Han-Ram’s Fantasy Value

Depending on how we look at the world, Han-Ram was either the most valuable fantasy SS in 2013 or the fourth-best.  I think both methods are legitimate, but I prefer zz-score for a few reasons.  As Zach Sanders has noted on FanGraphs, z-score makes a broad assumption:

“These rankings are meant to reflect a player’s value should he have occupied this spot in your lineup for the entire year.”

In other words, z-score assumes my SS roster spot was empty when Han-Ram was on the DL.  That’s obviously not a good assumption, because in a 12-team mixed league I would have easily found a replacement-level SS to plug in while Han-Ram was sidelined.

To illustrate the point, I looked at the 2013 stats for Jean Segura (the highest-ranked SS using z-score) compared to Han-Ram for 86 games plus a replacement SS.  Using the zz-score method, and the league assumptions noted above, Asdrubal Cabrera was identified as the replacement level SS in 2013 with a zz-score of 0.4.  For the sake of this comparison I assumed the replacement added value in steals and was league average in all other categories.  It should be pretty obvious that Han-Ram plus a replacement was more valuable than Jean Segura.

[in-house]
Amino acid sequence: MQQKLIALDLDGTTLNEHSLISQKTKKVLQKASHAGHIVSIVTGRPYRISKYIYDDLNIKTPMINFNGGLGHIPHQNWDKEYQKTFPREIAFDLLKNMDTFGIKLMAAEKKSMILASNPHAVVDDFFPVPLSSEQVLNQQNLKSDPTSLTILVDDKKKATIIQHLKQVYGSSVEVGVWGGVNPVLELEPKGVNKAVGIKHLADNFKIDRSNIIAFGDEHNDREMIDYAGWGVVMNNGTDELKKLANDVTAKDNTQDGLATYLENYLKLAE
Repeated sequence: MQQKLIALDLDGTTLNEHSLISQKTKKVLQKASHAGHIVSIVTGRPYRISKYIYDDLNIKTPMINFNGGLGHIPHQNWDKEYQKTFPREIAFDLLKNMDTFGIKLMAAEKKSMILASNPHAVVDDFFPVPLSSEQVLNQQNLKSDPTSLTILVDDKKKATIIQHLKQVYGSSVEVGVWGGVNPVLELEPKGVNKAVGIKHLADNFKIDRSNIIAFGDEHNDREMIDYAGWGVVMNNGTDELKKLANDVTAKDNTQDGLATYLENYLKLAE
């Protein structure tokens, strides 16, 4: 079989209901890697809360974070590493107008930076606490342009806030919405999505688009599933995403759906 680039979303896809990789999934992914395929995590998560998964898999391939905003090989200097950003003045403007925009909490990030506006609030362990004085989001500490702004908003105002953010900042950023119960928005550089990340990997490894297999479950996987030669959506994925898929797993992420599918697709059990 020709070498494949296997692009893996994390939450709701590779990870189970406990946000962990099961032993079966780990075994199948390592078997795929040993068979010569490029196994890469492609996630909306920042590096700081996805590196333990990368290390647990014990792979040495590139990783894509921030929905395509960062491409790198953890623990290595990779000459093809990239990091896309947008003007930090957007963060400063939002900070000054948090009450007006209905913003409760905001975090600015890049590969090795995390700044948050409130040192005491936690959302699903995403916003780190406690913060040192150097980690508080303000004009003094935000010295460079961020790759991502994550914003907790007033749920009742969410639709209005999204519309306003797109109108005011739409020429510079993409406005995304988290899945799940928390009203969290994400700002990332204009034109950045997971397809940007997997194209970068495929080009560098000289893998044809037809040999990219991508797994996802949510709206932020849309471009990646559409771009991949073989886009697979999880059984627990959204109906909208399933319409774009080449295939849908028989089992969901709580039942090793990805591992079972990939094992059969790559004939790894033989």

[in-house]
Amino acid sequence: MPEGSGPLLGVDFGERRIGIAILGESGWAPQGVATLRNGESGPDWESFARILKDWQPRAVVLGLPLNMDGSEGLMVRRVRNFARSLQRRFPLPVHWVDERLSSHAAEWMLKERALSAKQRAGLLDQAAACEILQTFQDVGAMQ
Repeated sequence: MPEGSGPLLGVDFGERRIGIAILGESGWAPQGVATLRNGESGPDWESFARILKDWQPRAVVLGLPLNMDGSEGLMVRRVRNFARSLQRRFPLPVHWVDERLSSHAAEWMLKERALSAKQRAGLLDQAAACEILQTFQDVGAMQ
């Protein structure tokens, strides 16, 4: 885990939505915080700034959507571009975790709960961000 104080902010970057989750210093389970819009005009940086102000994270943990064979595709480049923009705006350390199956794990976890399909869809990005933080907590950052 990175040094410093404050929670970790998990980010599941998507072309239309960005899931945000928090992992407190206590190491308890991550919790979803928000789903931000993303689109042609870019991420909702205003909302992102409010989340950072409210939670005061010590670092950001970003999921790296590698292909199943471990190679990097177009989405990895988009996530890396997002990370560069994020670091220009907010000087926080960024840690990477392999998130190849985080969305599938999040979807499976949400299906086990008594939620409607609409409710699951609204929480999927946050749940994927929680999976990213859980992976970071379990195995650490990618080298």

G PA AVG R HR RBI SB Jean Segura 146 623 0.294 74 12 49 44 Han-Ram 86 336 0.345 62 20 57 10 Replacement SS 60 287 0.259 31 7 29 6 Han-Ram + Replacement SS 146 623 0.305 93 27 86 16

What does this tell us?  In leagues where it is fairly easy to plug in replacement-level players (e.g., shallow leagues with daily transactions and plenty of DL spots) zz-score is a better method for determining fantasy value.  In leagues where it’s hard to replace an injured player or plug in serviceable options, playing time becomes a more valuable commodity and z-score is probably a better reflection of real value.  As is often the case, the truth probably lies somewhere in the middle, between z and zz.

Website: fvarbaseball.wordpress.com

Print This Post

Member
PutOnSwole

I like the concept of comparing players based on their zz-scores. We can’t assume players who battle injuries one season will have the same issues the next. Is there anywhere I can find z-scores and zz-scores for other positions?

Guest
nick

Any chance of getting a similar article regarding pitchers?